MouseIcon: The MouseIcon property sets a custom mouse icon.

The MousePointer property: Changes the mouse pointer. But it applies to


the current application only.

Screen.MousePointer = vbCross

FontCount and Font properties: The FontCount property gives you the
number of fonts for the current display device, and the Fonts property
returns the font names.

The following program shows the font names.


Dim i As Integer
For i = 0 To Screen.FontCount - 1
Print Screen.Fonts(i)
Next i

The ActiveForm property: This property returns the form that is the active
window.

The ActiveControl property: Returns the control that has the focus.

Text1.SetFocus
Screen.ActiveForm.Caption = "New Form"
Screen.ActiveControl.Text = "New text"

The ActiveForm and ActiveControl properties also only applies to the current
application.
Note: All the properties except MouseIcon and MousePointer are read-only
properties here.

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1409

Standard BAS Module

Lesson 68
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Visual Basic 6 stores its code in the form of module that makes your program
more structured. So its very important to learn about it.

Before You start


Its recommended that you first have the concepts of scope, procedure,functions
and multiple forms. The following lessons are helpful.

Scope of a variable

Procedures - Part 1

Procedures - Part 2

Function procedure

Multiple Forms

What is a module?
Module is a separate code file in Visual Basic that contains procedures and
declarations.
Your entire VB6 program code does not come line by line. Instead they are
separated in code files called modules, each of them is separated into

procedures. Thus your VB6 program becomes well structured which is the key
part of developingVisual Basic applications.

Form Module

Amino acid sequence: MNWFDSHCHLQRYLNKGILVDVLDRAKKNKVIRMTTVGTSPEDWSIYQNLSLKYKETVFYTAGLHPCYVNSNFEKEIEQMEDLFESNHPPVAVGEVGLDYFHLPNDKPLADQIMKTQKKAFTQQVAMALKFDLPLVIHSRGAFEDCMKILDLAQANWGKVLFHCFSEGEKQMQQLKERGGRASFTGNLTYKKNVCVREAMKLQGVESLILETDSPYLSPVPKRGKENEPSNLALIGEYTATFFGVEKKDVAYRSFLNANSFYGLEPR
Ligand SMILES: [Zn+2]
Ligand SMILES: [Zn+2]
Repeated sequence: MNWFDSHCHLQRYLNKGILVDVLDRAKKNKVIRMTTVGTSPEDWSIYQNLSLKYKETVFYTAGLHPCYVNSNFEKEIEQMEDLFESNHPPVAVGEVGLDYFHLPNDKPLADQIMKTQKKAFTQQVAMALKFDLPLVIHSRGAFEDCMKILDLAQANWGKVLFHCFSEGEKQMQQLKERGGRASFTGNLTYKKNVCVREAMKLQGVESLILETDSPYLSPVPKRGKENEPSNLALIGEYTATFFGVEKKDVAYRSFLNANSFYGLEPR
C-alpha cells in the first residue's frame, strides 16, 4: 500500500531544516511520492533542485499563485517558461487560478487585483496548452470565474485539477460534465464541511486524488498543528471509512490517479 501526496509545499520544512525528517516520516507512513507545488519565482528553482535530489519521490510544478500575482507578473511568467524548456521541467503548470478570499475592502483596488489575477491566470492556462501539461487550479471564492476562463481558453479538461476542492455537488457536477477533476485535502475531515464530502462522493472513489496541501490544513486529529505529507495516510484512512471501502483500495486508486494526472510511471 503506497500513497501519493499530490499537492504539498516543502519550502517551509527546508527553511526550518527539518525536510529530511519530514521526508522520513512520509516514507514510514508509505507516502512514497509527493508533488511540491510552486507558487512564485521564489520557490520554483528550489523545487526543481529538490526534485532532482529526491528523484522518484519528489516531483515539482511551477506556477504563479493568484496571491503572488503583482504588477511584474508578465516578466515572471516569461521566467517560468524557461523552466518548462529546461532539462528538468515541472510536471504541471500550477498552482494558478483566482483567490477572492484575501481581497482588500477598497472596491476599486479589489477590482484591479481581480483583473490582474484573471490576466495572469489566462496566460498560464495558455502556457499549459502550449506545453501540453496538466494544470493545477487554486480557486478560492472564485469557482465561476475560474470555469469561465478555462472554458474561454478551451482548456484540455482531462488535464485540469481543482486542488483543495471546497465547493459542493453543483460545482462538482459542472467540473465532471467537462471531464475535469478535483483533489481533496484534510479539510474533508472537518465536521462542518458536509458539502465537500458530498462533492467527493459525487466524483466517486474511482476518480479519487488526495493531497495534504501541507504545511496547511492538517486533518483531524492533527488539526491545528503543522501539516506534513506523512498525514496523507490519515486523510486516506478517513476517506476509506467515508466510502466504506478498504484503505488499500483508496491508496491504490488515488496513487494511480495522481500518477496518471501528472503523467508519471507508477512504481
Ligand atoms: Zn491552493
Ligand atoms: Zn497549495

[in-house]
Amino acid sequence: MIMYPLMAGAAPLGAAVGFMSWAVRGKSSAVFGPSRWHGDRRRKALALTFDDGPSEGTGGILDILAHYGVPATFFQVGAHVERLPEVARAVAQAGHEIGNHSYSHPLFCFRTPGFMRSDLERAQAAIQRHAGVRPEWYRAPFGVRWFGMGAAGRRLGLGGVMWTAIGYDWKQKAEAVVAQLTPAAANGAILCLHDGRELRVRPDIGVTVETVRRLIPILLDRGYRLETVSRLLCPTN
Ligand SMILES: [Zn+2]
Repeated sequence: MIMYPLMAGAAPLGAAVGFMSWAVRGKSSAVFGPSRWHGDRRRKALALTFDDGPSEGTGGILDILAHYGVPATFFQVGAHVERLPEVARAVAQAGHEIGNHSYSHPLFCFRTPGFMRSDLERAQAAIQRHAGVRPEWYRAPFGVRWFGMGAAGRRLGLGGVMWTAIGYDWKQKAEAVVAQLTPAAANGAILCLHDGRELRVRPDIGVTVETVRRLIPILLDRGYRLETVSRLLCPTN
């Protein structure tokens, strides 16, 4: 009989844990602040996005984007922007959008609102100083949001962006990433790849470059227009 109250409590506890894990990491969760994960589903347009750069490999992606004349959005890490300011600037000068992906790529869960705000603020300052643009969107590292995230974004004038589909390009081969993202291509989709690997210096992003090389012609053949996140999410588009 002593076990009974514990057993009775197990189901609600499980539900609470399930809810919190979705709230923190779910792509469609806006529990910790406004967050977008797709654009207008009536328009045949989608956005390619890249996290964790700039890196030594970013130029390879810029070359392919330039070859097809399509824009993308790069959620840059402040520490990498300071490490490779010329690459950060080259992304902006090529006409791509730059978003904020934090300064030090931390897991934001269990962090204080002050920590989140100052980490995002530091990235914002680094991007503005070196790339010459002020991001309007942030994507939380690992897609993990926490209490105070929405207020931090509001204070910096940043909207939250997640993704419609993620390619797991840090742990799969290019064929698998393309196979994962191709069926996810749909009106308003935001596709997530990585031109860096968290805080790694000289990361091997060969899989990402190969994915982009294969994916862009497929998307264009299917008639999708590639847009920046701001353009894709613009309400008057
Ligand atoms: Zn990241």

The complete code including procedures and declarations part of a form is
referred to as the form module.

Advantages of a BAS module


When the problem is large, its better to break it down into smaller parts to make
it easy.

Breaks down the problem: It makes your program more


understandable.

Executing common code repeatedly: You generally write the common


piece of code in the routines of a module. Then you can execute the same
piece of code repeatedly without writing them several times. That means
the common piece of code resides in module.

Time & effort: Saves time and effort.

Accessibilty: The procedures stored in the BAS module are accessible


from all forms, from any part of your project.

How to add a Standard BAS module


to the current project?
Project -> Add Module. Click Project menu from the menu bar and select add
module.

A separate project file with the .bas extension is saved on your hard disk as soon
as you add a standard module to your current project. You can change the Name
property of your newly added standard module from the properties window.
Choose a meaningful name, it will benefit you while writing the code.
The modules are shown in project explorer window:

Contents of the standard module:


1. Procedure definitions
2. Variable, type and constant declarations.

The variables and constants declared using the Public keyword in the Declrations
section of the module are global, accessible from all parts of your current
application.
An easy example:
'Inside the BAS Module